Congress’ New Debt Ceiling May Be Sturdy, But Its Image Is Tarnished

Following the critical debt ceiling debate period of July 26 to July 31, Congress is in dire need of public support, followed by President Obama. According to the latest New York Times/CBS News Poll, which was conducted Tuesday and Wednesday with 960 adults and has a margin of sampling error of plus or minus three percentage points, a record 82% of Americans now disapprove of the way Congress is handling its job—the most since The Times first began asking the question in 1977, and even more than after another political stalemate led to a shutdown of the federal government in 1995. 

And here’s the kicker: nearly three-quarters said that the debate had harmed the image of the United States in the world. From a PR perspective, this is a collapse of epic proportions.

Compared to Congress, the public was more evenly divided about how Obama handled the debt ceiling negotiations: 47% disapproved and 46% approved, according to the poll. On Twitter, where Obama asked people to direct tweets to their congressmen to get them to come to an agreement on setting the debt ceiling with the #compromise hashtag, Obama lost 36,000 followers. Research by PeopleBrowsr found that chatter concerning Obama attracted nearly twice as many negative posts as positive ones on Twitter—but a good number of them were neutral (full research to be published in the 8/15/2011 issue of PR News).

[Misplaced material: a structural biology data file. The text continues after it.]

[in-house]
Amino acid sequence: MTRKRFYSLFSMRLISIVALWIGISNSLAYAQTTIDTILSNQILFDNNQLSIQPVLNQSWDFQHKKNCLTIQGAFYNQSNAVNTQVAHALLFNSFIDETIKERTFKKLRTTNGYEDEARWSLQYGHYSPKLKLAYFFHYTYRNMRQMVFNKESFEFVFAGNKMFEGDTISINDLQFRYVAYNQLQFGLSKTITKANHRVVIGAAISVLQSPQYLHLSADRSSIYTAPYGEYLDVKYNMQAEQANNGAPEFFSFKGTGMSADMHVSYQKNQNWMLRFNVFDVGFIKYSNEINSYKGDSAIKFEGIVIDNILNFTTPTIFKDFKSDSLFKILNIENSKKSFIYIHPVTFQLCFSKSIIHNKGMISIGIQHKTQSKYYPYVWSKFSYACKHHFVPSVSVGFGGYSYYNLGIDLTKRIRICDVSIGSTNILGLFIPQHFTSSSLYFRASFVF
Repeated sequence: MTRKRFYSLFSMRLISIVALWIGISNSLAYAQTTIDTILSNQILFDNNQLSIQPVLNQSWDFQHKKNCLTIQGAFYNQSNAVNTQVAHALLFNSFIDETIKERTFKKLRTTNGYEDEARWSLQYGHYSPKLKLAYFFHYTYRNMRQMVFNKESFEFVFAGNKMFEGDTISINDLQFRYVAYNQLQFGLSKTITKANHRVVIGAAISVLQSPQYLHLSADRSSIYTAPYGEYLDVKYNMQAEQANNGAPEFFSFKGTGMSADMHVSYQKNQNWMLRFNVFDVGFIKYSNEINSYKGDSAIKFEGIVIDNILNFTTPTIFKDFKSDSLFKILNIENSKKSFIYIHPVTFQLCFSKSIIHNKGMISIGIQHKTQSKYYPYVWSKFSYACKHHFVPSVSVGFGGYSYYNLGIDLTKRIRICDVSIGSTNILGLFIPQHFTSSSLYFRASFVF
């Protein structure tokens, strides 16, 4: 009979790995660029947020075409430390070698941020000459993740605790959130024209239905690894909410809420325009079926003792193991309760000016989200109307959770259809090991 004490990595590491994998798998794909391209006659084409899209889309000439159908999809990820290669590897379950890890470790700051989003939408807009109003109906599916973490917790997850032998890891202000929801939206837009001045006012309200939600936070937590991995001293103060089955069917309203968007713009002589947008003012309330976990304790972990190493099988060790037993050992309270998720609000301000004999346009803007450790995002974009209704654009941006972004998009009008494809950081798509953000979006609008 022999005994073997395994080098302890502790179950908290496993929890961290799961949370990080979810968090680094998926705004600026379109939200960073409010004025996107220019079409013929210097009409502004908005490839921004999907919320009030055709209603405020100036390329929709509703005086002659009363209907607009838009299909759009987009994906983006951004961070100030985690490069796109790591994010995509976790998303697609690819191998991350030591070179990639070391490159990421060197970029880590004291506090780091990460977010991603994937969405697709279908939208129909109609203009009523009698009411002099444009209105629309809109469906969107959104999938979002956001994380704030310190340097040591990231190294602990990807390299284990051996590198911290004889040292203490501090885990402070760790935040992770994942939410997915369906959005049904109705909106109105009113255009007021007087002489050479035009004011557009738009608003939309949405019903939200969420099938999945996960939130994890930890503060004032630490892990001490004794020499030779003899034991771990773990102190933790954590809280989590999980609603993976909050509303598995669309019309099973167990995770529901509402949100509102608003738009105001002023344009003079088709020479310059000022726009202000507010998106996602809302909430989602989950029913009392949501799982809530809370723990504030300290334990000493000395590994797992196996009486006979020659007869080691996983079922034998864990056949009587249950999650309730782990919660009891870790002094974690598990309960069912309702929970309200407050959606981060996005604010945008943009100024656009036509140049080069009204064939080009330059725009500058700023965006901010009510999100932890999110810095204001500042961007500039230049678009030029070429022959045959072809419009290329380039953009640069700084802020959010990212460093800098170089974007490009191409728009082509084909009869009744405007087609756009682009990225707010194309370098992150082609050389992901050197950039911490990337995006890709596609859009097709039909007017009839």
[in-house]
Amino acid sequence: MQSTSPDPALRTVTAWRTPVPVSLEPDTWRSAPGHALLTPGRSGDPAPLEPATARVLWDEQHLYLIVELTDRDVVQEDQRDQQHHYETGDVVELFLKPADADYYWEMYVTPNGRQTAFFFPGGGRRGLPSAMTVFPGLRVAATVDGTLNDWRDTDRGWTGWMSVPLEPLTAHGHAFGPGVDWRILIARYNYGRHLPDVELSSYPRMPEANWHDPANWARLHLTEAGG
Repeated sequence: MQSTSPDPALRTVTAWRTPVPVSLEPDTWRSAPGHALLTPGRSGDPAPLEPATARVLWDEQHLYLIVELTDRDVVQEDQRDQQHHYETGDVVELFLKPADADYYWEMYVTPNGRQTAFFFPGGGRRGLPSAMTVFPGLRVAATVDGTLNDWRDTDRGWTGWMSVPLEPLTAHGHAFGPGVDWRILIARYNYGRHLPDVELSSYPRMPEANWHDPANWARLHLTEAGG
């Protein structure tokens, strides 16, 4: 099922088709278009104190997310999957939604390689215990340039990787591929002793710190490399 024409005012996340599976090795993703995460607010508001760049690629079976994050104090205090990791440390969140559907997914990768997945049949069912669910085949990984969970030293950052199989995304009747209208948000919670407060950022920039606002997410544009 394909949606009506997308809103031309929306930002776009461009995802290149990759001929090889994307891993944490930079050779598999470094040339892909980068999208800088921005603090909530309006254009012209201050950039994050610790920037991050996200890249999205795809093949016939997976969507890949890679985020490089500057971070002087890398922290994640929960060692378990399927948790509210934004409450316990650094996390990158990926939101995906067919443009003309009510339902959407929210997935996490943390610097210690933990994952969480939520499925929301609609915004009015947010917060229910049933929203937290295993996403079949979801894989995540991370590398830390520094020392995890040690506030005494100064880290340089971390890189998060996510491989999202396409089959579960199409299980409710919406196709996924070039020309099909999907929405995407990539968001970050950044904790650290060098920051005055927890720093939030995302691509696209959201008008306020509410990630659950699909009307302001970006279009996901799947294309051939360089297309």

In the wake of the debt-ceiling fiasco, Congress is in dire need of an image overhaul. Perhaps they’ve raised the debt ceiling high enough to allot the services of a PR firm to help restore its sullied image. If an agency were hired to try to restore the image of Congress, what would it do first?

1 Comment

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  • Mary Jane Guffey

    Party extremists aside, the divide in Congress is fundamental, not image-related. It reflects a national disagreement about the role of government and economic policy. Communications won’t resolve this issue, but it can help to convey leadership.

    Ideally, a group of leaders from both parties would make a pledge that acknowledges these key challenges, promises to offer plans that address the issues holistically, and commit to substantive, transparent debates so that voters can weigh policy alternatives.

    Such an approach would leave plenty of room for partisan maneuvering as it reassures voters and international markets.